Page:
The Federal Government has announced several upcoming changes to the COVID-19 border measures currently in effect.
Effective November 30, 2021, fully vaccinated Canadian citizens, permanent residents, and individuals registered under the Indian Act returning from trips abroad of less than 72 hours will no longer be required to provide proof of a negative COVID-19 molecular test to enter Canada. This exemption will apply to individuals who depart and re-enter Canada by land or by air and who can demonstrate that they have been away from Canada for less than 72 hours. This exemption will also apply to accompanying children under 12 years of age and individuals with medical contraindications to vaccination.
For trips longer than 72 hours, all travellers 5 years of age or older, regardless of citizenship or vaccination status, will continue to be required to provide proof of either:
- negative COVID-19 molecular test results from within 72 hours of their scheduled flight or arrival at a land border crossing to enter Canada; OR
- proof of a previous positive test result taken between 14 and 180 days prior.
Regardless of trip duration, all travellers will still be required to submit information to ArriveCAN, including proof of vaccination and a quarantine plan, within the 72 hours before their return to Canada.
The Federal Government has also announced that effective January 15, 2022, certain groups of travellers currently exempt from entry requirements must be fully vaccinated in order to enter Canada. These groups include:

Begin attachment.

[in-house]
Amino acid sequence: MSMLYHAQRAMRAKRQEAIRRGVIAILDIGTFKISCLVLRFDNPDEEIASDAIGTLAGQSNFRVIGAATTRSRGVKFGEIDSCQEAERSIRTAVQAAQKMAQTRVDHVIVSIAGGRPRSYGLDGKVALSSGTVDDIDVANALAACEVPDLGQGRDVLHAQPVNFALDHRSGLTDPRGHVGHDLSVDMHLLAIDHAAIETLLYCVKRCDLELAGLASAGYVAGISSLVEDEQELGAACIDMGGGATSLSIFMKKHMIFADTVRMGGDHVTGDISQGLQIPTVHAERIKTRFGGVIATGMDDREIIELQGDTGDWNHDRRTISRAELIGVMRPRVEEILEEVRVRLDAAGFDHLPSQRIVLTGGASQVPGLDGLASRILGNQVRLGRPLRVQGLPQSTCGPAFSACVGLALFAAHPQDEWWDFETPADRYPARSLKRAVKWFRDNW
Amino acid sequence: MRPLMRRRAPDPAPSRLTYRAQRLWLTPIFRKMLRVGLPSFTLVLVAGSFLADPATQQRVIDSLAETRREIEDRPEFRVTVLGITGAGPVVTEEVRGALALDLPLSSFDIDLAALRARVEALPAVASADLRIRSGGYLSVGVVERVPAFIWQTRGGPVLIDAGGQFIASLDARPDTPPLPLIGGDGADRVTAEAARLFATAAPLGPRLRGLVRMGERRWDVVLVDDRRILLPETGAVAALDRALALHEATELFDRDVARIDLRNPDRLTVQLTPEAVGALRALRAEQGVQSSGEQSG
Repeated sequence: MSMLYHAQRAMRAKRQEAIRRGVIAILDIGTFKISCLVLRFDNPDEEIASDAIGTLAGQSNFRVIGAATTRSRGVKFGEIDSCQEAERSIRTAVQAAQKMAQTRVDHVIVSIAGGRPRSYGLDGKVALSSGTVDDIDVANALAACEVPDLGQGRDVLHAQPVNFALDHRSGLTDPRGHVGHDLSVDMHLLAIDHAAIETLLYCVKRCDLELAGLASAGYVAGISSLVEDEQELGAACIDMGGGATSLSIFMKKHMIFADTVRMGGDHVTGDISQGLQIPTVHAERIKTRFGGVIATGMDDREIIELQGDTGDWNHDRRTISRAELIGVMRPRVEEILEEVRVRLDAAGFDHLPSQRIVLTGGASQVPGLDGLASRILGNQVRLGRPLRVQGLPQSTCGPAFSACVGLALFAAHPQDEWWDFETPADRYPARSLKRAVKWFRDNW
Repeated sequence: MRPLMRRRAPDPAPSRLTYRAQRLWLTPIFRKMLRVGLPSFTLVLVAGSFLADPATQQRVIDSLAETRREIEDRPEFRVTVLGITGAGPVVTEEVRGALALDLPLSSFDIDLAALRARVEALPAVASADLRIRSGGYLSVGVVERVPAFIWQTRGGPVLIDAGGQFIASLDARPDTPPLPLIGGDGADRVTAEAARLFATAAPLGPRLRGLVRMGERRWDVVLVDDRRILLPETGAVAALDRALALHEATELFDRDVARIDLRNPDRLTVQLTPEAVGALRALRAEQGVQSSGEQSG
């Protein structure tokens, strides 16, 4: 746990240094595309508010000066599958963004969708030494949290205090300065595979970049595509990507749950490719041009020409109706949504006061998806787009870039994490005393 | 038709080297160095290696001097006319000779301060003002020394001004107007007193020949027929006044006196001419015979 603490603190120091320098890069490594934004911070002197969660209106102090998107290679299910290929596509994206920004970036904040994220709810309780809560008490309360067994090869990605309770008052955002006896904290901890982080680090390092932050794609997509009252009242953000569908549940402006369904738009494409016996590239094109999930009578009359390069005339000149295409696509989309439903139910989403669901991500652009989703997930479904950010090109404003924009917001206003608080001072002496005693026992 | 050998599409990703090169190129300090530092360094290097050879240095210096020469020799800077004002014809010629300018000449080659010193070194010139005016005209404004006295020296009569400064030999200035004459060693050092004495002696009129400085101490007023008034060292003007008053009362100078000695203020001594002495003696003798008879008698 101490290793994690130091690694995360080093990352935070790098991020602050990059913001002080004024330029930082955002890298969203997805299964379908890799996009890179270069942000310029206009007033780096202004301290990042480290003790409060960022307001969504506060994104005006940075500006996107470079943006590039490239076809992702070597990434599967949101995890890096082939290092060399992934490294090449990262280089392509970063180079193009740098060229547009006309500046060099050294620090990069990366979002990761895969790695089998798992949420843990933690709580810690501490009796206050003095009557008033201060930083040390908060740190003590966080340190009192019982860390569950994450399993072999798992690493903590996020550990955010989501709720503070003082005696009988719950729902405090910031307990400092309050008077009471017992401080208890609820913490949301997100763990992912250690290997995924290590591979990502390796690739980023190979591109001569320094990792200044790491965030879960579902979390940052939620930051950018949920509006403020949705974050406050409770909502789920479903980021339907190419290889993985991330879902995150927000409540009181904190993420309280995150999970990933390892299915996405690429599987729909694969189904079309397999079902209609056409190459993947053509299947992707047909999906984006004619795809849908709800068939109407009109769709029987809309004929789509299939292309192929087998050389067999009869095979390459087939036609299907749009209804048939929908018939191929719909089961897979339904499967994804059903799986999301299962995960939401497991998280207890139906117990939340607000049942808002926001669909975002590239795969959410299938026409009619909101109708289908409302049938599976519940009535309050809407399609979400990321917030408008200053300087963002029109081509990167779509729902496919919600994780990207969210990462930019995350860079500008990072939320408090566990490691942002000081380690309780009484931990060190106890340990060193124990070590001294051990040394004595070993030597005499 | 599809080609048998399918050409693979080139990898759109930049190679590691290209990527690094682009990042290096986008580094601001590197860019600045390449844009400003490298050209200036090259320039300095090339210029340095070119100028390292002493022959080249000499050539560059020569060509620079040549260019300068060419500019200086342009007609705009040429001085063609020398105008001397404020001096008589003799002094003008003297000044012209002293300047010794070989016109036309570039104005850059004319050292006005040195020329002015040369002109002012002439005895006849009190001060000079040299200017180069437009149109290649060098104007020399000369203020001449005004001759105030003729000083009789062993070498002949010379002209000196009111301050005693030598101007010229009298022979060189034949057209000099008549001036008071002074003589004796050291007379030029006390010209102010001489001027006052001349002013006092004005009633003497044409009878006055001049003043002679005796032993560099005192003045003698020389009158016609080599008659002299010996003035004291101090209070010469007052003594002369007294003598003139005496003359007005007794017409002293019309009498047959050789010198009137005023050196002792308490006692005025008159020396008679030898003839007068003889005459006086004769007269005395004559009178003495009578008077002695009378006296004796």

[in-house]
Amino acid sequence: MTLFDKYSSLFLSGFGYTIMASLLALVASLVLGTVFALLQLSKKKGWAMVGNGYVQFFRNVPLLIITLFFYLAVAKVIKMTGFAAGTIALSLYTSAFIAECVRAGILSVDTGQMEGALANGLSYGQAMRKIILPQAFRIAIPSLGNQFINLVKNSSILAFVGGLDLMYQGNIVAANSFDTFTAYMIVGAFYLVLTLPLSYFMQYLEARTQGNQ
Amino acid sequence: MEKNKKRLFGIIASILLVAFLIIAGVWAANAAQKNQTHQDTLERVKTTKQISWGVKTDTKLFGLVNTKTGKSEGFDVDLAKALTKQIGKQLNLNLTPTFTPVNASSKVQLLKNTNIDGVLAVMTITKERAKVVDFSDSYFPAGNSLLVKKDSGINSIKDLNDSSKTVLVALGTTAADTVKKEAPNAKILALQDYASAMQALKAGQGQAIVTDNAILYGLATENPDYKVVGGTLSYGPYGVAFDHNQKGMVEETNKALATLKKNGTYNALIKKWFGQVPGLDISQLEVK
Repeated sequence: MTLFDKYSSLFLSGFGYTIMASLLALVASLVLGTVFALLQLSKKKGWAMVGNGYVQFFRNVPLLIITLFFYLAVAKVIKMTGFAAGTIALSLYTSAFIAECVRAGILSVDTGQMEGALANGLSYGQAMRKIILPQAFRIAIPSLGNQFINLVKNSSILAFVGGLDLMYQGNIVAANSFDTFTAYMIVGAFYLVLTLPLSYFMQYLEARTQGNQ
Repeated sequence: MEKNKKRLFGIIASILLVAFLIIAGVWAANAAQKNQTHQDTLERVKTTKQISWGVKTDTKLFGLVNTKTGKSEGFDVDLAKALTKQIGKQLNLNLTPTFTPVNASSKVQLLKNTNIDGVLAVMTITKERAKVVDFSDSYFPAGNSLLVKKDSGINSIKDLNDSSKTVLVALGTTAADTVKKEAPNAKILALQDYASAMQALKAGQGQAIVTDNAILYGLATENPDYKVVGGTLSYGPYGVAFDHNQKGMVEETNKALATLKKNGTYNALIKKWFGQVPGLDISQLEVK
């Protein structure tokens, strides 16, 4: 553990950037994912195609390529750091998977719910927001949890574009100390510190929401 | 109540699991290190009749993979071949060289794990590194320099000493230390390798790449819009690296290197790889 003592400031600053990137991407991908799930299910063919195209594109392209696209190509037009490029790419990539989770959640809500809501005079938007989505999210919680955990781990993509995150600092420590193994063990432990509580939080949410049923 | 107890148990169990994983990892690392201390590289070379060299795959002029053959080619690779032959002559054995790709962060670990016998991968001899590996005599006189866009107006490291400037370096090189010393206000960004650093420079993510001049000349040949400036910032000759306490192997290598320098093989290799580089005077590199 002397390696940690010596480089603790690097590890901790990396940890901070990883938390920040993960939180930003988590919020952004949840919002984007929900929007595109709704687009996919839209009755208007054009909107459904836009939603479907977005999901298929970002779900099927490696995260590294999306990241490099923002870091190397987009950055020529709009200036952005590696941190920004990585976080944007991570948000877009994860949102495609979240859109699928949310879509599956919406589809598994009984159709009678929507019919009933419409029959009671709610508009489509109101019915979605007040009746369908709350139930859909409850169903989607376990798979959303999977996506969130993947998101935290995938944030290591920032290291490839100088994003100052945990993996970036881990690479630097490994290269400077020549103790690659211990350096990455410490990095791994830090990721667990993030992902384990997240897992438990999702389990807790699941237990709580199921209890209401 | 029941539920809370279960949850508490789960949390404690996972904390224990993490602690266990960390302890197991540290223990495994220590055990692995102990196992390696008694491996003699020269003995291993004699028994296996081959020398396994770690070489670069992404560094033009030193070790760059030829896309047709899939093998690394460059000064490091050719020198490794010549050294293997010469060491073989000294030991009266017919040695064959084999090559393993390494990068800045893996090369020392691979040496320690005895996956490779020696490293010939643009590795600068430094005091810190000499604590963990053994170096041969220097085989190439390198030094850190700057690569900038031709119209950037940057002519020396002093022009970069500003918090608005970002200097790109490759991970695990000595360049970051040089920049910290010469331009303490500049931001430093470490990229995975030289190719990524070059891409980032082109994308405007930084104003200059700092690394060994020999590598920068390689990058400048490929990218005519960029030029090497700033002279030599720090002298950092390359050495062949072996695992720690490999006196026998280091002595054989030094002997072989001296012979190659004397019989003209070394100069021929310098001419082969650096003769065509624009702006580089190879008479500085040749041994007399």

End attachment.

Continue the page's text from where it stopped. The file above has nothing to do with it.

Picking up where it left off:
- individuals travelling to reunite with family (unvaccinated children under 18 years of age will retain exemption if travelling to reunite with an immediate or extended family member who is a Canadian, permanent resident, or person registered under the Indian Act);
- international students who are 18 years old and older;
- professional and amateur athletes;
- individuals with a valid work permit, including temporary foreign workers (outside of those in agriculture and food processing); and
- essential service providers, including truck drivers.
After this date, foreign nationals who are not fully vaccinated will only be permitted to enter Canada if they fall under one of the limited exceptions, including agricultural and food processing workers, marine crew members, individuals entering on compassionate grounds, new permanent residents, resettling refugees, and certain children under the age of 18. Testing, quarantine, and other entry requirements will continue to apply to these exempt travellers.
Foreign nationals who are not fully vaccinated and who do not fall under an exemption will be prohibited entry into Canada.
In addition, the Federal Government has also announced that effective November 30, 2021, Canada will add Sinopharm, Sinovac, and COVAXIN to the list of vaccinations approved for use by travellers entering Canada.
The Federal Government’s official announcement outlining these new border measures can be found here.
If you have any questions about COVID-19 related issues, or any questions relating to workplace law generally, please do not hesitate to contact a Mathews Dinsdale lawyer.